Simply Calculate Your Calories and Macros for the Carnivore Diet Meal Plan

For special situations, you may need to calculate your calories and macros for the Carnivore diet meal plan.

Eating a Carnivore diet meal plan doesn’t require calculating calories or macronutrients (macros). In fact, most Carnivores just eat when hungry and stop eating when satiated but not overstuffed. However, there are a few situations where calorie and macro counting may be necessary.

If you’re a new Carnivore coming from a high calorie diet filled with carbohydrates and sugary foods, you may find calculating calories and macros beneficial – especially if you have a difficult time determining fullness or satiation. But, newbies aren’t the only ones who may need to have their calories and macros defined. If you’re a long-term Carnivore with a goal of losing or gaining weight, you may also find your specific nutrition intake to be very helpful, particularly when your objectives aren’t being met. Then again, curiosity may just peak your interest in knowing what you’re taking into your body.

How to Calculate Calories to Maintain Weight

There are many mathematical formulas that can be used to determine your daily caloric needs. Two of my favorites – and probably the most accurate – are the Harris-Benedict and Katch-McArdle formulas which consider several personal factors in determining your correct calories including your gender, weight, height, age, activity level, and more.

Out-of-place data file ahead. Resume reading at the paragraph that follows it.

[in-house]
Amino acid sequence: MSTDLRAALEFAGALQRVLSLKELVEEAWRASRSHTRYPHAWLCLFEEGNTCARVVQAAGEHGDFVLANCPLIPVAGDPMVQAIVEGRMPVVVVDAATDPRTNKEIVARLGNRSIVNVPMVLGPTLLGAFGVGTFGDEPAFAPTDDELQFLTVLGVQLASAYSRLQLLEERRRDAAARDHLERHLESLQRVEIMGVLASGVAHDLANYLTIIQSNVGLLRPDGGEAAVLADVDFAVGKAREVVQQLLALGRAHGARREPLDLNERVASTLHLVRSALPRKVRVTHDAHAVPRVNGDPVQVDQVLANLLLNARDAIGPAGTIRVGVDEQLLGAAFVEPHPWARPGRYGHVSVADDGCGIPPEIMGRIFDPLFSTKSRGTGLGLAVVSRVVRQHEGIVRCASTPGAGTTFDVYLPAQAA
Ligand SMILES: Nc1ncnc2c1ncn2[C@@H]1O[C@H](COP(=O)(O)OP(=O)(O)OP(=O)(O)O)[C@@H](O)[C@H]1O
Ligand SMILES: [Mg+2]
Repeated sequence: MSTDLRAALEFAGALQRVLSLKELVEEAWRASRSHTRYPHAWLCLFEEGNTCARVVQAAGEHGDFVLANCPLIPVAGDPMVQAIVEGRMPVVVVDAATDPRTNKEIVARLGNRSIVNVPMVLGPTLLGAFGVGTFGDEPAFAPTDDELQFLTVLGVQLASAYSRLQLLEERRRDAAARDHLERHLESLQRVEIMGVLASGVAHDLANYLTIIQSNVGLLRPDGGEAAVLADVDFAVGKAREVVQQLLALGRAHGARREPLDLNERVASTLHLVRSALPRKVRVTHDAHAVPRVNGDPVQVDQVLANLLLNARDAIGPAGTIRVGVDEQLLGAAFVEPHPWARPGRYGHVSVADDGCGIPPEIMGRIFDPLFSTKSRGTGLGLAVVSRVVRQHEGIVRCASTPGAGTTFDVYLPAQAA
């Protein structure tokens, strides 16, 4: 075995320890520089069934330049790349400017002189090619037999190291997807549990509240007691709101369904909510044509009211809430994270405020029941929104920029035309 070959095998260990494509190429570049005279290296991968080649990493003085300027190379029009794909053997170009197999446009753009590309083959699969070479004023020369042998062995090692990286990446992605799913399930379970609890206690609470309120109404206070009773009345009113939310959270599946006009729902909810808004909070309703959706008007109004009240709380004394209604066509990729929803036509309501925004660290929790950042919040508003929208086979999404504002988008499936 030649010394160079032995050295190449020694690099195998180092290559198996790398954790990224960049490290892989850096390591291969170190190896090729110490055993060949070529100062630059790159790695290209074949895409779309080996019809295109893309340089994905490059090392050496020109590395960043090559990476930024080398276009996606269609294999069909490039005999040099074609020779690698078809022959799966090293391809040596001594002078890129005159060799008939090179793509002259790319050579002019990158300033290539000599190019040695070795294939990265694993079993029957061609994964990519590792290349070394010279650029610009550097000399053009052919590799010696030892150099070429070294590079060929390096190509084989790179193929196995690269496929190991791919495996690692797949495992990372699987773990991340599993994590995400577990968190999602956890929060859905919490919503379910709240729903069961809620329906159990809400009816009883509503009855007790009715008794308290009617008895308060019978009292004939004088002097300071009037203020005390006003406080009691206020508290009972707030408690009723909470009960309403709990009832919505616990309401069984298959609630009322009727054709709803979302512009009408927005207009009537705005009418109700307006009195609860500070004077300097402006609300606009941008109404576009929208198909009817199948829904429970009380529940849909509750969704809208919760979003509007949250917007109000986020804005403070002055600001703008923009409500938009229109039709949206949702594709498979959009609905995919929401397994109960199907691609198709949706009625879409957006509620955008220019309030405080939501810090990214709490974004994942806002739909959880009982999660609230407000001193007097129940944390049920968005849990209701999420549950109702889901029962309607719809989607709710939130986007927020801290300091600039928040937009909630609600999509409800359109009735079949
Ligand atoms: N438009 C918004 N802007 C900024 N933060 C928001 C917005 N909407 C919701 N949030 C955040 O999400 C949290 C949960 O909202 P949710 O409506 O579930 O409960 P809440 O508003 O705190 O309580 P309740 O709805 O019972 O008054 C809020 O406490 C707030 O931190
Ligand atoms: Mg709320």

Based on the Harris-Benedict formula, I’ve successfully put together a quicker method that I’ve successfully used with my clients throughout the years. To simply calculate your daily caloric needs, you’ll need to know your total body weight and activity factor which is below. Also, please keep in mind that this quick and easy formula works best if you’re not significantly overweight (350+ pounds for women and 400+ pounds for men).

Activity Level

Pick your activity factor based on your typical daily lifestyle. You’ll then need to multiply your weight poundage by this factor of 10 to 13.5. An example is also provided.

  • 10 = Sedentary… little to no exercise; confined to bed
  • 11 = Very light activity… mostly sitting; desk job
  • 12.5 = Light activity… exercise or sports 1 to 3 days per week.
  • 13.5 = Moderate activity… exercise or sports 3 to 5 days per week

Dr. Campbell’s Example & Formula for Maintenance Calories


  • Female
  • Weight is 190 pounds
  • Lightly active


  • Body Weight (190) x Activity Factor (11) = Daily Maintenance Calories (2,090)

How to Calculate Your Calories for Weight Loss

If you need to lose weight, you’ll add a calorie deficit to your maintenance calories. Most dieters can safely use a deficit of 20 to 25 percent. For aggressive dieters, 30 percent may be used. If you do use this higher deficit, please be sure to counter it with at least one higher calorie or maintenance day per week. The body adapts quickly to the calories you’re feeding it. The bigger the deficit, the higher the risk is of becoming nutrient deficient and lowering metabolic rate. Plus, your body may have a more difficult time losing weight in the future.

Dr. Campbell’s Formula for Weight Loss Calories

  • Maintenance Calories (2,090) – 25% (522.5) = Daily Weight Loss Calories (1,567.5)